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Immigrant Kids in Limbo

PUBLISHED: July 15, 2013

Children crossing the border alone are one of the fastest-growing and most vulnerable demographics of undocumented immigrants in the United States. In recent years, the number of unaccompanied minors transferred from DHS to the Office of Refugee Resettlement (ORR) has more than doubled, from 6,560 in fiscal year 2011 to 13,625 in fiscal year 2012—and more than 14,000 transferred to ORR in the eight months since then.

But there’s little mention of this soaring population in the current national debate over how to improve a broken immigration system. Rather, the rhetoric has centered around a pathway to citizenship, temporary-worker status, the border surge, and E-Verify. These are the hot-button issues that have sprung from the ambitious immigration bill—with the appropriately ambitious title, the Border Security, Economic Opportunity, and Immigration Modernization Act—passed by the US Senate last month. Now in the House of Representatives, the bill’s odds are long at best. At risk are a multitude of smaller, often bipartisan provisions that have been obscured by these larger controversies and the attendant hemming and hawing, screaming and shouting they’ve provoked—not least of which are proposed changes to the treatment and rights of unaccompanied alien children.

When I attended a late-Marchsession at the immigration courthouse in Harlingen, Texas, the three packed rows of unaccompanied-minor inmates—boys and girls ranging from age six to seventeen—sat nearly silent in the pews. One by one, as the judge called their names, they responded: “presente.” Though intimidating for some of the children, the day’s proceedings had been relatively simple. Apart from the three teenaged boys who were opting for “voluntary departure,” the rest of these kids (over a couple dozen of them) didn’t really require legal counsel, since their purpose there was mostly procedural, their cases reset for late May. At that point, the rest of them would return to court to argue their right to stay, to specify which form of relief—either Special Immigrant Juvenile Status or asylum, in most cases—they were seeking. Due to limited resources, most of the children would appear before the court alone, with no attorney present to help them argue the complexities of their cases.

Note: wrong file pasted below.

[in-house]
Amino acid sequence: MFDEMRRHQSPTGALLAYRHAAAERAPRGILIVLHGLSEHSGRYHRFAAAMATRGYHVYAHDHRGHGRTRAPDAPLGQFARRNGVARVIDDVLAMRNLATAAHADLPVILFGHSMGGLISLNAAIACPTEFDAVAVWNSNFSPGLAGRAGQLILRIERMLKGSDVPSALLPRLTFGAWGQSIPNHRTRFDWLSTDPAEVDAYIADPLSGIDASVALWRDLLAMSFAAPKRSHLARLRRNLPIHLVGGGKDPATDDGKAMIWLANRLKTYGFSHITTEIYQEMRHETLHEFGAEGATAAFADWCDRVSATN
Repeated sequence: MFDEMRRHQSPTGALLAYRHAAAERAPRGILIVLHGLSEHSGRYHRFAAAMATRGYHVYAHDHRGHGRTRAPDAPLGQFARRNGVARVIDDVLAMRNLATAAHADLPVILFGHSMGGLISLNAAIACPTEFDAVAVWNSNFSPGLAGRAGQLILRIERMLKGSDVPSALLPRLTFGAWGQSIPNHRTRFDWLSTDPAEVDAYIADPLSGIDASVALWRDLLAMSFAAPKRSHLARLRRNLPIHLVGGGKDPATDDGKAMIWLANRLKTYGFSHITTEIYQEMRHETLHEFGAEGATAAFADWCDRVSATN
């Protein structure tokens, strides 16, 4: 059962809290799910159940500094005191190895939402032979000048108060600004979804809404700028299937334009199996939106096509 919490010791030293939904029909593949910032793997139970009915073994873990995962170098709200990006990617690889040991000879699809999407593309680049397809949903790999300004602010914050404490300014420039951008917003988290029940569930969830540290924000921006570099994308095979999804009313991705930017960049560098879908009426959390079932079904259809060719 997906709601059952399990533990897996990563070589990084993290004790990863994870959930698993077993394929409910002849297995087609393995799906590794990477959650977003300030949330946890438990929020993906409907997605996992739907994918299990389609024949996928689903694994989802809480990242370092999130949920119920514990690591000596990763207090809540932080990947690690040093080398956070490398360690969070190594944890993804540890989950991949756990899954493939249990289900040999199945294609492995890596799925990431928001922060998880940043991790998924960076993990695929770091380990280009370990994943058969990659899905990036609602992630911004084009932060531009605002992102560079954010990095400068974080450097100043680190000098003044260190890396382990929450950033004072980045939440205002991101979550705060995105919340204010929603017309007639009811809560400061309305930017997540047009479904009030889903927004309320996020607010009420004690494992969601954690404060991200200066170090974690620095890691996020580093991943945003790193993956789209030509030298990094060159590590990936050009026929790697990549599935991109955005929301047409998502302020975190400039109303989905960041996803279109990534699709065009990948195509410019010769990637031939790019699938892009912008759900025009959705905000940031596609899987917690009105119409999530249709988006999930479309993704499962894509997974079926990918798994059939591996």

Inside the courtroom, the judge advised all of the children to find attorneys before their next appearance. They were given paperwork in English that listed local attorneys who, with one exception, lack the resources and expertise to represent unaccompanied minors. That one exception is ProBAR, a legal-aid service based in Harlingen, Texas, that receives federal funding (through a subcontract with the Vera Institute) for direct representation in cases of children who request to go home or who are being deported.

Because demand for legal counsel in these cases far outweighs the supply of attorneys and organizations that can provide it, ProBAR is inundated. “There are many children who we know have strong cases, but we cannot represent them all,” says Kimi Jackson, ProBAR’s managing attorney. Once unrepresented children are reunited with trusted adults, their cases are transferred to immigration courts closer to where they end up (a lengthy process in itself). If these families cannot find affordable lawyers, the minors must appear alone in court to explain the often traumatic reasons for being here, making their own arguments for their legal right to stay.

All of this could change if the Senate’s immigration bill passes the House intact. There are a number of provisions in the bill that could help unaccompanied minors. One, for instance, stipulates that judges shall appoint legal counsel for any unaccompanied minor in a “removal proceeding,” which will ensure that these minors—children who typically don’t speak English, who don’t understand immigration law and the implications of their cases, and who, for the most part, have never appeared in court—won’t be forced to fight their cases alone. “No child should ever have to face a government attorney or judge by herself,” says Jennifer Nagda of the Young Center for Immigrant Children’s Rights, a Chicago-based agency that provides support for unaccompanied minors.